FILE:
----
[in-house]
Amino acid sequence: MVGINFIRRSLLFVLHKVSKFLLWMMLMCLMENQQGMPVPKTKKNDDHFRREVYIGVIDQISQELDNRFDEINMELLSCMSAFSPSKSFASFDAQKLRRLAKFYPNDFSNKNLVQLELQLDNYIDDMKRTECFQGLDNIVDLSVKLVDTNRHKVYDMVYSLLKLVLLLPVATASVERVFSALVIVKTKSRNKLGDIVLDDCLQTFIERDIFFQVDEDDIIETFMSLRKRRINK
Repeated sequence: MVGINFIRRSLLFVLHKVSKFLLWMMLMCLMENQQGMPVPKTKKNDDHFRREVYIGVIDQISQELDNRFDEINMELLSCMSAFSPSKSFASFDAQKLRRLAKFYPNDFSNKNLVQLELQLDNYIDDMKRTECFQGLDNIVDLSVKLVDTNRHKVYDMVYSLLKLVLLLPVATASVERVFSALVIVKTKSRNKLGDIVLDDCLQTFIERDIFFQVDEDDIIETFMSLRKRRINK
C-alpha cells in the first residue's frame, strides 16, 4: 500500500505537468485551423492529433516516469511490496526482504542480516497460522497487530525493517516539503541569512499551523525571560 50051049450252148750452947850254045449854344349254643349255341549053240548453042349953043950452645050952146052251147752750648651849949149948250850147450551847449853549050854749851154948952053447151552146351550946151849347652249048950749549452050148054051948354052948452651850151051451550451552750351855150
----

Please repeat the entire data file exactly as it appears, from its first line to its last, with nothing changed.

[in-house]
Amino acid sequence: MVGINFIRRSLLFVLHKVSKFLLWMMLMCLMENQQGMPVPKTKKNDDHFRREVYIGVIDQISQELDNRFDEINMELLSCMSAFSPSKSFASFDAQKLRRLAKFYPNDFSNKNLVQLELQLDNYIDDMKRTECFQGLDNIVDLSVKLVDTNRHKVYDMVYSLLKLVLLLPVATASVERVFSALVIVKTKSRNKLGDIVLDDCLQTFIERDIFFQVDEDDIIETFMSLRKRRINK
Repeated sequence: MVGINFIRRSLLFVLHKVSKFLLWMMLMCLMENQQGMPVPKTKKNDDHFRREVYIGVIDQISQELDNRFDEINMELLSCMSAFSPSKSFASFDAQKLRRLAKFYPNDFSNKNLVQLELQLDNYIDDMKRTECFQGLDNIVDLSVKLVDTNRHKVYDMVYSLLKLVLLLPVATASVERVFSALVIVKTKSRNKLGDIVLDDCLQTFIERDIFFQVDEDDIIETFMSLRKRRINK
C-alpha cells in the first residue's frame, strides 16, 4: 500500500505537468485551423492529433516516469511490496526482504542480516497460522497487530525493517516539503541569512499551523525571560 50051049450252148750452947850254045449854344349254643349255341549053240548453042349953043950452645050952146052251147752750648651849949149948250850147450551847449853549050854749851154948952053447151552146351550946151849347652249048950749549452050148054051948354052948452651850151051451550451552750351855150